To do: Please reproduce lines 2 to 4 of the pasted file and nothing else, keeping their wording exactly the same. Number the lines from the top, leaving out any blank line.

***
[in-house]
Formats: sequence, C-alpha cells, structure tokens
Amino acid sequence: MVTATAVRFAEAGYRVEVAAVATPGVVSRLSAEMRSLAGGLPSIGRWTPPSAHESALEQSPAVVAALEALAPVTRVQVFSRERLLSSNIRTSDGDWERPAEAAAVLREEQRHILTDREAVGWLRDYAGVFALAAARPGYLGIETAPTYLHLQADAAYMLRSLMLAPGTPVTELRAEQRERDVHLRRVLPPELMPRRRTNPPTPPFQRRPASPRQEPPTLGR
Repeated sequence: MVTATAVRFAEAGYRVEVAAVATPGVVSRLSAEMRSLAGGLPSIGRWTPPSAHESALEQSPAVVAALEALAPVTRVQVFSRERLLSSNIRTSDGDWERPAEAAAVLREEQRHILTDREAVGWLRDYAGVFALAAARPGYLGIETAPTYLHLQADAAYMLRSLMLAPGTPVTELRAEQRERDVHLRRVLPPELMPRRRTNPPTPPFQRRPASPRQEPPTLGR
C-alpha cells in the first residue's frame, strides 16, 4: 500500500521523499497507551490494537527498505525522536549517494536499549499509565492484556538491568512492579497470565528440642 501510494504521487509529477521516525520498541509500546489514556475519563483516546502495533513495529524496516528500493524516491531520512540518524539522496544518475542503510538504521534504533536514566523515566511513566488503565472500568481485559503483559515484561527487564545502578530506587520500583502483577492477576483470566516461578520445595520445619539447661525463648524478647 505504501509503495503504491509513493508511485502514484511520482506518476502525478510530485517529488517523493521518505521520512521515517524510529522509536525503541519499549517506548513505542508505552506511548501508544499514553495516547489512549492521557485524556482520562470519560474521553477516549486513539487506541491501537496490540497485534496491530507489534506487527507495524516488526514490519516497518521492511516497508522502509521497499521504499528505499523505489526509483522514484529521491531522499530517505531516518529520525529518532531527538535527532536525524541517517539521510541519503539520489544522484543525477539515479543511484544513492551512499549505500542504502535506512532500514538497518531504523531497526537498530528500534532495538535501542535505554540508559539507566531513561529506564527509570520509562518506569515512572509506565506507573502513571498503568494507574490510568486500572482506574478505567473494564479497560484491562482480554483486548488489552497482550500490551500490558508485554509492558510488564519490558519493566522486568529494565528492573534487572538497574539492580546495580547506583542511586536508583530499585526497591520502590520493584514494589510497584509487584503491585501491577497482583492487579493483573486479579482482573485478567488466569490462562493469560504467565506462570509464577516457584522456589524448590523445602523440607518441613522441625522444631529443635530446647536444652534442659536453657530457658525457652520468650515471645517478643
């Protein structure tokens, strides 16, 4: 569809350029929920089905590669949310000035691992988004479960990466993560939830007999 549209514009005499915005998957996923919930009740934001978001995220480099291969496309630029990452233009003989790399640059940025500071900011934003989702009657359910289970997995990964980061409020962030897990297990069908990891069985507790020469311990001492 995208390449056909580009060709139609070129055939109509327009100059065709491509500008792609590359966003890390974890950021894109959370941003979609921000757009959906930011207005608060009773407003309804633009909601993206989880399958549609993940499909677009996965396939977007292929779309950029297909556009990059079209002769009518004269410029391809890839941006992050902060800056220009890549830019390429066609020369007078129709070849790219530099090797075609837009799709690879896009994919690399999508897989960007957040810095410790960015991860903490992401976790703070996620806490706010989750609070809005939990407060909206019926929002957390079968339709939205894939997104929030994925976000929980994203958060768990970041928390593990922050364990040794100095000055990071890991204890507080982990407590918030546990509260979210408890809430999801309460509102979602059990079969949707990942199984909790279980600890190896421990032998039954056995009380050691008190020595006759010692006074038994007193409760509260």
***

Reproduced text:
Formats: sequence, C-alpha cells, structure tokens
Amino acid sequence: MVTATAVRFAEAGYRVEVAAVATPGVVSRLSAEMRSLAGGLPSIGRWTPPSAHESALEQSPAVVAALEALAPVTRVQVFSRERLLSSNIRTSDGDWERPAEAAAVLREEQRHILTDREAVGWLRDYAGVFALAAARPGYLGIETAPTYLHLQADAAYMLRSLMLAPGTPVTELRAEQRERDVHLRRVLPPELMPRRRTNPPTPPFQRRPASPRQEPPTLGR
Repeated sequence: MVTATAVRFAEAGYRVEVAAVATPGVVSRLSAEMRSLAGGLPSIGRWTPPSAHESALEQSPAVVAALEALAPVTRVQVFSRERLLSSNIRTSDGDWERPAEAAAVLREEQRHILTDREAVGWLRDYAGVFALAAARPGYLGIETAPTYLHLQADAAYMLRSLMLAPGTPVTELRAEQRERDVHLRRVLPPELMPRRRTNPPTPPFQRRPASPRQEPPTLGR